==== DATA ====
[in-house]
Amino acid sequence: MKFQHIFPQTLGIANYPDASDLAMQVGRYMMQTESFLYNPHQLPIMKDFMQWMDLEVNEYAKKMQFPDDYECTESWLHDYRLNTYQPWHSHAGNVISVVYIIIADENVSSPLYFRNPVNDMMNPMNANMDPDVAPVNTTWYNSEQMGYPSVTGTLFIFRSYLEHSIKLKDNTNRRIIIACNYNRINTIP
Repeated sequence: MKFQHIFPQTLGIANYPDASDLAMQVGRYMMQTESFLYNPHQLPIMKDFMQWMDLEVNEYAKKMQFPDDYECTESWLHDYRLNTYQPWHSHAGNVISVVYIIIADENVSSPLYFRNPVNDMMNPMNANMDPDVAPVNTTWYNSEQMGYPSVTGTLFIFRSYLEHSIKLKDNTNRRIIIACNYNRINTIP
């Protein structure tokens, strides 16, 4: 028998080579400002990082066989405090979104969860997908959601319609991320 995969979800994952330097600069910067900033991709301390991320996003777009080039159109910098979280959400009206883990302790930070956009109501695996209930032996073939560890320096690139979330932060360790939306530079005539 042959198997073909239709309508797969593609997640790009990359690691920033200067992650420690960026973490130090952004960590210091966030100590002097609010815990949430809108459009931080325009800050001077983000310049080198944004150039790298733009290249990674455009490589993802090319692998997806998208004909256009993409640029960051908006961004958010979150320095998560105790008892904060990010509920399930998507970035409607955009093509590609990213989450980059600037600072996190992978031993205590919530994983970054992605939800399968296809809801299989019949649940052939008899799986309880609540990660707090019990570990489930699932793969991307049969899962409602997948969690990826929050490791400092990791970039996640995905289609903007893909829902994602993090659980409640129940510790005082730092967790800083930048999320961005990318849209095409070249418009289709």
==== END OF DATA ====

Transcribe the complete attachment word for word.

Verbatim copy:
[in-house]
Amino acid sequence: MKFQHIFPQTLGIANYPDASDLAMQVGRYMMQTESFLYNPHQLPIMKDFMQWMDLEVNEYAKKMQFPDDYECTESWLHDYRLNTYQPWHSHAGNVISVVYIIIADENVSSPLYFRNPVNDMMNPMNANMDPDVAPVNTTWYNSEQMGYPSVTGTLFIFRSYLEHSIKLKDNTNRRIIIACNYNRINTIP
Repeated sequence: MKFQHIFPQTLGIANYPDASDLAMQVGRYMMQTESFLYNPHQLPIMKDFMQWMDLEVNEYAKKMQFPDDYECTESWLHDYRLNTYQPWHSHAGNVISVVYIIIADENVSSPLYFRNPVNDMMNPMNANMDPDVAPVNTTWYNSEQMGYPSVTGTLFIFRSYLEHSIKLKDNTNRRIIIACNYNRINTIP
């Protein structure tokens, strides 16, 4: 028998080579400002990082066989405090979104969860997908959601319609991320 995969979800994952330097600069910067900033991709301390991320996003777009080039159109910098979280959400009206883990302790930070956009109501695996209930032996073939560890320096690139979330932060360790939306530079005539 042959198997073909239709309508797969593609997640790009990359690691920033200067992650420690960026973490130090952004960590210091966030100590002097609010815990949430809108459009931080325009800050001077983000310049080198944004150039790298733009290249990674455009490589993802090319692998997806998208004909256009993409640029960051908006961004958010979150320095998560105790008892904060990010509920399930998507970035409607955009093509590609990213989450980059600037600072996190992978031993205590919530994983970054992605939800399968296809809801299989019949649940052939008899799986309880609540990660707090019990570990489930699932793969991307049969899962409602997948969690990826929050490791400092990791970039996640995905289609903007893909829902994602993090659980409640129940510790005082730092967790800083930048999320961005990318849209095409070249418009289709």